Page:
To Sing: An Expression of Love

When I tell people that I usually sing for at least 15 hours a week, they sometimes wonder how I manage to function.  I wonder that sometimes too. I’m a music major, and I’m in four different ensembles, plus weekly voice lessons and sporadic side projects.  Last semester, I had three different performances in one weekend.

This would drive some people crazy.  But for me, it’s what keeps me going.  

Back in high school, the promise of rehearsal for choir and theater was one of the strongest motivators, some days the only one, to get out of bed and go to school in the morning.  The most difficult semester I ever had was the beginning of my sophomore year when my class schedule didn’t allow either one. It didn’t matter that I had more free time after school.  I was miserable. Then I joined the choir and was able to rejoin theatre, and suddenly the world was much brighter.

abendstimmungnd, book, book mark

Now that I’m in college and studying things I deeply care about, it’s a little easier to care about my schoolwork.  But, it can get stressful. I don’t think I could bear that stress without music as my backing. Every day at noon, I sing with the choir, and every night I rehearse with my jazz a capella group.  Twice a week, I rehearse with the treble-voice classical/folk a capella group, of which I was made president this year, and on the side, I meet once a week for a small ensemble that my friend conducts.  I have a voice lesson every Friday morning, and practice whenever I can. It eats up a lot of hours in my week, to be sure, but never once have I regretted it.

Singing is more than a hobby for me.  It’s a necessity. Whenever I’m sad or anxious, I sing.  When I feel alone, I go to rehearsal and I remember that I am loved.  Even when something goes horribly wrong in my life, I know that music is a constant, and I have control over the art that I create.  It reaches the part inside of myself that reminds me I’m alive and breathing.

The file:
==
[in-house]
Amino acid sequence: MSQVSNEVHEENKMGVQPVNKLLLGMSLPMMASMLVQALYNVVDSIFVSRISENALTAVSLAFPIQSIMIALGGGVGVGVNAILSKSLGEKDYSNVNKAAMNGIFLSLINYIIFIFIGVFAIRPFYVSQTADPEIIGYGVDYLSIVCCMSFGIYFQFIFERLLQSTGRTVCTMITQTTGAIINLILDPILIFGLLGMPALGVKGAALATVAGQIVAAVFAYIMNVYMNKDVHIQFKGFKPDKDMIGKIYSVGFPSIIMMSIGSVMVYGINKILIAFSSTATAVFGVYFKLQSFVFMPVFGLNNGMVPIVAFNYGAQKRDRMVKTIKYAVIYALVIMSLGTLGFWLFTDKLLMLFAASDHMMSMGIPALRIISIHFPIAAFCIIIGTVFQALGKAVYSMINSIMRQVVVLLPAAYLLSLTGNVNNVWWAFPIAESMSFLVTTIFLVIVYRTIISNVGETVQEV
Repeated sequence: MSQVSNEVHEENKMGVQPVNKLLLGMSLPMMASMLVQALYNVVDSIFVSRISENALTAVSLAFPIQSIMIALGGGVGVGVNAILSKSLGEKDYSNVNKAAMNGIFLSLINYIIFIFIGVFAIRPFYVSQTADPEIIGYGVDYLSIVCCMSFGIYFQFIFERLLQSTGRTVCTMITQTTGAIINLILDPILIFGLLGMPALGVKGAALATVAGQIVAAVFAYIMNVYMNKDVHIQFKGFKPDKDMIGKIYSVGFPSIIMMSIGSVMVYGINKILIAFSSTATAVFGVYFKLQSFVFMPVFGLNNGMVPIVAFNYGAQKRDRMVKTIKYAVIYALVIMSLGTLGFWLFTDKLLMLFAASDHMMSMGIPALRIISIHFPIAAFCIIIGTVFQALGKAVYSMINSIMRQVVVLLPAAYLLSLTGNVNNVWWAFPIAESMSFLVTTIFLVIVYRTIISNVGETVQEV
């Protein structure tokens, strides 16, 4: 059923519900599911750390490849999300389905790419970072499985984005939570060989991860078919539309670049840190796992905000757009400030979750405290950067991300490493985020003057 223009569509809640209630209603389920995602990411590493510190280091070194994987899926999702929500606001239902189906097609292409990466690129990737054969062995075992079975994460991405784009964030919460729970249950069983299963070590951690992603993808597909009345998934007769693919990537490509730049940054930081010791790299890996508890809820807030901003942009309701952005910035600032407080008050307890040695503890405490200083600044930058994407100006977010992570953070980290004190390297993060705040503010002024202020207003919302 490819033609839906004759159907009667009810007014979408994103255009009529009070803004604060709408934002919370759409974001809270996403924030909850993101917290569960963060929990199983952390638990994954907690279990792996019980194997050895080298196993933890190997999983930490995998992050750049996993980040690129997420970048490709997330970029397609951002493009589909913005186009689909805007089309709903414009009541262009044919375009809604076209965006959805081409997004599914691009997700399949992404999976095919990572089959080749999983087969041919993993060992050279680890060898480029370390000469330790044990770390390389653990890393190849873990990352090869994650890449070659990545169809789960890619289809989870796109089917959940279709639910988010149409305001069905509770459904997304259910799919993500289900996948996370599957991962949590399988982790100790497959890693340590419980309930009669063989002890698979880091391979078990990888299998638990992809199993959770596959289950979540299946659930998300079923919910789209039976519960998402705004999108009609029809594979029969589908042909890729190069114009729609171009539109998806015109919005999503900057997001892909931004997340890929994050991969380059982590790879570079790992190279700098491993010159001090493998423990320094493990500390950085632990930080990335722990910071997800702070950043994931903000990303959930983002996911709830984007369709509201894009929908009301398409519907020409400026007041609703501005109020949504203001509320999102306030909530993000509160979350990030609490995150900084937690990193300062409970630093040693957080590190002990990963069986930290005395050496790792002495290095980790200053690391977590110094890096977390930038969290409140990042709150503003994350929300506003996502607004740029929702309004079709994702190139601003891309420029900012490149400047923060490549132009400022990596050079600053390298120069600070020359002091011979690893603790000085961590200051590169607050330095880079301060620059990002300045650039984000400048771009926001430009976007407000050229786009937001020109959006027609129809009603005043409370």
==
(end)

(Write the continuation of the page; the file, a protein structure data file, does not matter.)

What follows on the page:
Action, Adult, Confetti, Feathers, Man, Microphone

Some of the most transcendent experiences in my memory are of singing.  One is me singing in a contemporary worship band in a small chapel, not entirely knowing how long we would keep going or exactly what would happen next, but feeling each others’ presence and a greater one guiding us, and shortly thereafter listening to a breathtaking live performance of some of Bach’s cello suites with the same flowing energy.  Another is singing in a stairwell with some old songwriter friends, half-improvising a song we all knew but hadn’t heard in ages, forgetting most of the words but somehow making it work, and laughing afterward.

My favorite scientific fun fact is that when you sing in a group, your heartbeats become more in-sync with one another.  And I can feel it. Even with those in the choir that I hardly ever talk to, I feel a deeper level of connection. Some of my musical cohorts, on the other hand, have become like family.  As someone who has spent a long time feeling awkward and lonely, especially in large-scale social situations, that’s really, really important for me.

It’s well-established that music heals.  It heals me in many ways and is among the greatest sources of joy in my life.

 

Image Credit: Feature,1,2